The Importance Of Racial Profiling And Bullying In Education

1262 Words 6 Pages
Being asked, to sum up, what little I’ve known of life into a question has proven to be much of a task but led to the pressing question of how racial profiling and bullying by my fellow classmates affected the social decisions I’ve made throughout my life. The story all begins with the decision to leave the warm, sunny, culture enriched island of Trinidad being made by my parents in early 2009. By June of the same year, I was in New York City enrolling in elementary school for the coming school year. I started the fourth grade in a new school, with new people, and a new culture. During my first month of school, I excelled and the class became boring for me. I topped the class and the principal decided to move me to the honors class. The following …show more content…
One autumn afternoon during recess, one of the girls in my class told me that I did not belong in their class because I was not white and she pulled my hair and ran away. I recall going home crying about why I was not the same color as the other children and knowing that was the main reason they hated me. My parents called the teacher the following day, and the situation only worsened. When school resumed, after Christmas break, my fourth-grade teacher petitioned that I be removed from the gifted class because I had not taken the appropriate examination to be classified as "gifted." I remember thinking how it was my fault that the teacher did not like me and that maybe she wanted me to fail some exams. However, my parents became involved and the principal, who was also white, reprimanded my fourth-grade teacher. Following this incident, I began to feel more comfortable with our new teacher and decided that it may be time to try and be friends with the children in my class. I attempted, on many occasions, to talk to the children, play games with them, or even participate in class group activities and they completely, and collectively, shut me …show more content…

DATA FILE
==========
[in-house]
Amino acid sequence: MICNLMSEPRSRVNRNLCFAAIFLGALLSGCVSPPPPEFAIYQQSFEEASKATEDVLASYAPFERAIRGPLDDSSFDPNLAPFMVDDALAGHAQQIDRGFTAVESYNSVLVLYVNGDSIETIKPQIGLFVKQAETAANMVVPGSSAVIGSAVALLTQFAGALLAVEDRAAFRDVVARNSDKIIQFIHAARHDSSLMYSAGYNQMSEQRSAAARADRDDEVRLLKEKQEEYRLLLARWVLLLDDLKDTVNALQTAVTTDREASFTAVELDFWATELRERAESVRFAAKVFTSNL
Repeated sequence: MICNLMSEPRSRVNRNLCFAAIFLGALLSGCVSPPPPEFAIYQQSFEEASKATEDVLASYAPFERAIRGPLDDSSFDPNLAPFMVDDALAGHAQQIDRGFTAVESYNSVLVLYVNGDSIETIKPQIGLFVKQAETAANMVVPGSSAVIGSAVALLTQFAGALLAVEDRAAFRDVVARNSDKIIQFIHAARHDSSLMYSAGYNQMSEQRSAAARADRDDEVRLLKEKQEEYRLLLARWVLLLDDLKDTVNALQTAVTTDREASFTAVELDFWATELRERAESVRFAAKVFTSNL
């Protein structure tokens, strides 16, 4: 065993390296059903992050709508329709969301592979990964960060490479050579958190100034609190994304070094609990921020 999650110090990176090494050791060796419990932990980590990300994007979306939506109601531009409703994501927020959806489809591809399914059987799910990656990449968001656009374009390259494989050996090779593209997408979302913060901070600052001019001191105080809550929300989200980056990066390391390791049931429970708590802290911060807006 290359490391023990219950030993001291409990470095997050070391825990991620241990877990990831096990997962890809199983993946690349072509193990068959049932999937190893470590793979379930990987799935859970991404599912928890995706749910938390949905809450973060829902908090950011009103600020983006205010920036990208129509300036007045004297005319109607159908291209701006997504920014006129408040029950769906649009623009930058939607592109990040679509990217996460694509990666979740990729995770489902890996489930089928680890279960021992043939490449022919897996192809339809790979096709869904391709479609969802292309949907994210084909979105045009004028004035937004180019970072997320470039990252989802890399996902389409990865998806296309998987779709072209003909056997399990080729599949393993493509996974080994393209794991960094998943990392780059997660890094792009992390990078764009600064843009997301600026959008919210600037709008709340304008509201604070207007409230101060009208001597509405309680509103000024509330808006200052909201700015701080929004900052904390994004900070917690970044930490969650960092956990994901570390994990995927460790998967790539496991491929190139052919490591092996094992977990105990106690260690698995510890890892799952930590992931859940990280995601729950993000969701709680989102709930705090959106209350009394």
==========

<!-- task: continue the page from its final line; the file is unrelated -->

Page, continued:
My horrible experience in elementary wound me deeply in a social aspect and result in me not relying on anyone in a group, or opening up to my fellow classmates. By seventh grade, the guidance counselor, and the vice principal informed my parents that the school had reached a decision to put me in therapy because I showed signs of under developing social skills. When given the chance to explain my actions, I tried to think of what to tell my parents, vice-principal, and counselor. I proceeded to explain that my quietness was not a lack of social skills but rather the personal interpretation I had on a quote said by Gandhi, “Speak only if it improves upon the silence.” I realized that I stumped everyone in the room and continued explaining that everyone in my grade was of black descent, so they had similar cultural backgrounds. I knew that the students either all spoke some form of French, or they all obsessed about whose weave was better than the other, and the boys were either joining gangs or getting into expelled, and I was intelligent enough to figure out that I could not contribute to their conversation. The truth was I did try to make friends but failed because the girls accused me of not being “black enough.” I explained that I interpreted not being “black enough” to mean that I did not understand their

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